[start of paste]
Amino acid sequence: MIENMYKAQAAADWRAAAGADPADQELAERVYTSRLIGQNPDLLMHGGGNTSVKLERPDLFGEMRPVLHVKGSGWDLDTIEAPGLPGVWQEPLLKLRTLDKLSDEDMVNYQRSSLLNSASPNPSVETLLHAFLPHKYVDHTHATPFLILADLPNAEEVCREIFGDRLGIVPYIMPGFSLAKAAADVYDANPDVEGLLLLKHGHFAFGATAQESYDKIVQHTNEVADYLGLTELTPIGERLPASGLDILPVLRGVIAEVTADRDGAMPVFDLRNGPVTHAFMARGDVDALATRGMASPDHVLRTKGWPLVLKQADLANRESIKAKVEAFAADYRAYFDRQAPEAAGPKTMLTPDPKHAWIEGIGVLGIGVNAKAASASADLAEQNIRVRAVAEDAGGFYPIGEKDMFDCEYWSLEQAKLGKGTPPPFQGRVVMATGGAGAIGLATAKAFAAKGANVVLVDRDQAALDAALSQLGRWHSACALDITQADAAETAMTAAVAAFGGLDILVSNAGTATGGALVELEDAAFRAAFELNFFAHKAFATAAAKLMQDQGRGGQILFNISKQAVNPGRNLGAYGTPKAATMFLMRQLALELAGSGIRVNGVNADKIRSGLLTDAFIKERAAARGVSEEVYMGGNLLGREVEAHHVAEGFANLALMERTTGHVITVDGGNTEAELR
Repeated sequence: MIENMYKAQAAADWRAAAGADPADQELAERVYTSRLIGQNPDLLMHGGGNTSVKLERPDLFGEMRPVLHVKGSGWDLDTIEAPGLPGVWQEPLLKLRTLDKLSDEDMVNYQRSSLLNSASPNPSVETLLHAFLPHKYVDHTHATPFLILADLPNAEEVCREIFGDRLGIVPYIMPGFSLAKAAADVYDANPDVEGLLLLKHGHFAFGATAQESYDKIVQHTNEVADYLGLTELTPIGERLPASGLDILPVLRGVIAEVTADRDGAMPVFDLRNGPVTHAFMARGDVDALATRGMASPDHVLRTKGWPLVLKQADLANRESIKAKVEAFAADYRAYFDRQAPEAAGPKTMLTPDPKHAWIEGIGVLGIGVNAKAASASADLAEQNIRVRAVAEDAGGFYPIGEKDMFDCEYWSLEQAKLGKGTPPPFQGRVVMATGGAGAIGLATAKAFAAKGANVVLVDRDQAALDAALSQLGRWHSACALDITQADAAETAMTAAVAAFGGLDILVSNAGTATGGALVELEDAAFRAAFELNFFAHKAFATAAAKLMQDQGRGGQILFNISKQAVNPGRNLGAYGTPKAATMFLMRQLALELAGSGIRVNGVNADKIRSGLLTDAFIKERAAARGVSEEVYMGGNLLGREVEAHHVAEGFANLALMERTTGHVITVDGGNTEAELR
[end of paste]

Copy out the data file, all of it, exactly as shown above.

Amino acid sequence: MIENMYKAQAAADWRAAAGADPADQELAERVYTSRLIGQNPDLLMHGGGNTSVKLERPDLFGEMRPVLHVKGSGWDLDTIEAPGLPGVWQEPLLKLRTLDKLSDEDMVNYQRSSLLNSASPNPSVETLLHAFLPHKYVDHTHATPFLILADLPNAEEVCREIFGDRLGIVPYIMPGFSLAKAAADVYDANPDVEGLLLLKHGHFAFGATAQESYDKIVQHTNEVADYLGLTELTPIGERLPASGLDILPVLRGVIAEVTADRDGAMPVFDLRNGPVTHAFMARGDVDALATRGMASPDHVLRTKGWPLVLKQADLANRESIKAKVEAFAADYRAYFDRQAPEAAGPKTMLTPDPKHAWIEGIGVLGIGVNAKAASASADLAEQNIRVRAVAEDAGGFYPIGEKDMFDCEYWSLEQAKLGKGTPPPFQGRVVMATGGAGAIGLATAKAFAAKGANVVLVDRDQAALDAALSQLGRWHSACALDITQADAAETAMTAAVAAFGGLDILVSNAGTATGGALVELEDAAFRAAFELNFFAHKAFATAAAKLMQDQGRGGQILFNISKQAVNPGRNLGAYGTPKAATMFLMRQLALELAGSGIRVNGVNADKIRSGLLTDAFIKERAAARGVSEEVYMGGNLLGREVEAHHVAEGFANLALMERTTGHVITVDGGNTEAELR
Repeated sequence: MIENMYKAQAAADWRAAAGADPADQELAERVYTSRLIGQNPDLLMHGGGNTSVKLERPDLFGEMRPVLHVKGSGWDLDTIEAPGLPGVWQEPLLKLRTLDKLSDEDMVNYQRSSLLNSASPNPSVETLLHAFLPHKYVDHTHATPFLILADLPNAEEVCREIFGDRLGIVPYIMPGFSLAKAAADVYDANPDVEGLLLLKHGHFAFGATAQESYDKIVQHTNEVADYLGLTELTPIGERLPASGLDILPVLRGVIAEVTADRDGAMPVFDLRNGPVTHAFMARGDVDALATRGMASPDHVLRTKGWPLVLKQADLANRESIKAKVEAFAADYRAYFDRQAPEAAGPKTMLTPDPKHAWIEGIGVLGIGVNAKAASASADLAEQNIRVRAVAEDAGGFYPIGEKDMFDCEYWSLEQAKLGKGTPPPFQGRVVMATGGAGAIGLATAKAFAAKGANVVLVDRDQAALDAALSQLGRWHSACALDITQADAAETAMTAAVAAFGGLDILVSNAGTATGGALVELEDAAFRAAFELNFFAHKAFATAAAKLMQDQGRGGQILFNISKQAVNPGRNLGAYGTPKAATMFLMRQLALELAGSGIRVNGVNADKIRSGLLTDAFIKERAAARGVSEEVYMGGNLLGREVEAHHVAEGFANLALMERTTGHVITVDGGNTEAELR